The Heartache of Amateur Astronomy

Is it really worth the pain?Not unlike the grandfather comparing the pampered lifestyle of kids these days with the hardships of his own youth—his 150-mile walks to school every day, in the rain, with no clothes on—I remember a time when amateur astronomy meant suffering through endless hours of frigid darkness, searching for the elusive deep-space object that was so rarely where I thought it should have been. It may be unthinkable now, but back then the operation relied on printed star charts and a rudimentary grasp of the coordinate system required to align the current position of an object in space with the tube I'd set up in my backyard. Back then, telescopes didn't come with preprogrammed databases of celestial objects, and it took more than pushing a few buttons on the handheld remote to locate those objects. Even with the telescope's drive unit perfectly aligned with our celestial pole, locating the object of my desire involved work and dedication. In 1985, amateur astronomy meant suffering, and that's why I ended up selling all that stuff a few years after I bought it. The whole thing left a bad taste in my mouth, and I regret it to this day.

Really, I hadn't planned to buy a telescope at all, but a coworker's positive experiences with the hobby led me astray. He was always bringing photos to work, and they were impressive photos of colorful, glowing gases in distant nebulae, amazing shots of star clusters, or bright images of the planets in our own solar system. Sometimes his astrophotography even included comets, their gaseous tails in perpetual opposition to our sun. One night I drove out to the small observatory dome where he kept his decidedly serious amateur telescope. There, with my camera riding piggyback on his 14-inch Schmidt-Cassegrain, I steered the arrangement by keeping the glowing crosshairs in the eyepiece centered on a galaxy whose grandeur would be captured on an 8 x 10 glossy. This, I think, was the event that pushed me over the edge, and not long thereafter I forked over way too much dough for a telescope of my own.

Not that I went completely nuts over a 14-inch scope, but even a 10-inch Schmidt-Cassegrain takes up quite a bit of space in its carrying case—or more accurately, its carrying trunk—and then there's that monster tripod to contend with. It isn't like you can just throw the whole mess in the back seat and head for the hills. And there's the electric drive that counteracts our planet's rotation, and keeps whatever you're squinting at from zipping out of view. But that drive unit requires power, which means you're either tripping over an extension cord in the dark, or running on a battery of some kind. Of course, you can't do the astrophotography thing without a camera adapter, and an off-axis guider, and whatever else the telescope manufacturer decides is optional-extra.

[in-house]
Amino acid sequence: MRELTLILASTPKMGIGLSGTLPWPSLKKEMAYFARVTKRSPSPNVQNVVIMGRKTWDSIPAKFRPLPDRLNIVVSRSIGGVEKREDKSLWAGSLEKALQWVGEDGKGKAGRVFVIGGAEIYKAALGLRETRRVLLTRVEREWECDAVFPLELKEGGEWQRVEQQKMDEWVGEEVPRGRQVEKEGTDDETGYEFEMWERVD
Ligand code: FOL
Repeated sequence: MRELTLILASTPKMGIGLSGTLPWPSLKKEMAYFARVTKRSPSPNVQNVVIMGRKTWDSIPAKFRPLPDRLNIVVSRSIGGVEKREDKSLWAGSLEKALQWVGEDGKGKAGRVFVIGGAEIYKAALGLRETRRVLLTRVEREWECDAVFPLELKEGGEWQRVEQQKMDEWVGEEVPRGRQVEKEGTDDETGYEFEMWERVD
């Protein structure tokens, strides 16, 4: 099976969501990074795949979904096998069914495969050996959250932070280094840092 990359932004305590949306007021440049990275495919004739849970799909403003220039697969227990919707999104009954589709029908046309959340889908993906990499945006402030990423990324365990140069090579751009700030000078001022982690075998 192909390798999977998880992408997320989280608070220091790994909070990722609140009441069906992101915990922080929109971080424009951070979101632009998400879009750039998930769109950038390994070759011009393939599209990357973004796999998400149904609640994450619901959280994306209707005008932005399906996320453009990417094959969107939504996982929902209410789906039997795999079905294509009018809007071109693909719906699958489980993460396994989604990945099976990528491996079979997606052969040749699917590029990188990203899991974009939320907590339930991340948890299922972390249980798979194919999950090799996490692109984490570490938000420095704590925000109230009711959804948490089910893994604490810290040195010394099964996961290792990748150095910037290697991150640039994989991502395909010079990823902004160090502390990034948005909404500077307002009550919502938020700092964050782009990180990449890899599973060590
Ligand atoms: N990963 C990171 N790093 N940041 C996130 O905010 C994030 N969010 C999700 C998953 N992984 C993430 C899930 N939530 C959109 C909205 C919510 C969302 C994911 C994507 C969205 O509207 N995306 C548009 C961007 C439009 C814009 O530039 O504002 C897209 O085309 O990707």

Once everything is set up and plugged in—and assuming you've figured out where you are, and also how to locate the desired space object—there's nothing left but to sit down and stare into that eyepiece. If it's a warm night, you might be comfortable for a little while, but if it isn't, you can expect numbness and shaking before you begin to feel the drowsy warmth that occurs immediately before death. Although I don't recall ever quite reaching that point, I do remember an overwhelming feeling of sadness and disappointment. Unlike photographic film, the human eye isn't sensitive to the wavelengths that show up in colorful ways in photos of nebulosity and such. Hydrogen gas, through the telescope's eyepiece, is invisible. And the planets that make up our solar system may be next door on a cosmic scale, but they're also significantly smaller than those deep-space phenomena—light years smaller, in effect—so you need a lot of magnification for the planets. Unfortunately, this translates to less brightness and sharpness, more shaking, and the overall sensation of ickiness, especially where photography is involved.

I'm sure not everyone has such disappointing, negative experiences with amateur astronomy; no doubt there are people who enjoy sitting in the bitter darkness for hours on end, shaking and crying. As they say, your mileage may vary. Then too, I haven't really kept up with the latest developments, so it's possible modern-day amateur astronomy requires nothing more than a motorized, weatherproof CCD arrangement on the roof, a video panel in the living room, and maybe a joystick in case the computer is unable to discern the difference between Gliese 581 and your neighbors' bedside lamp.


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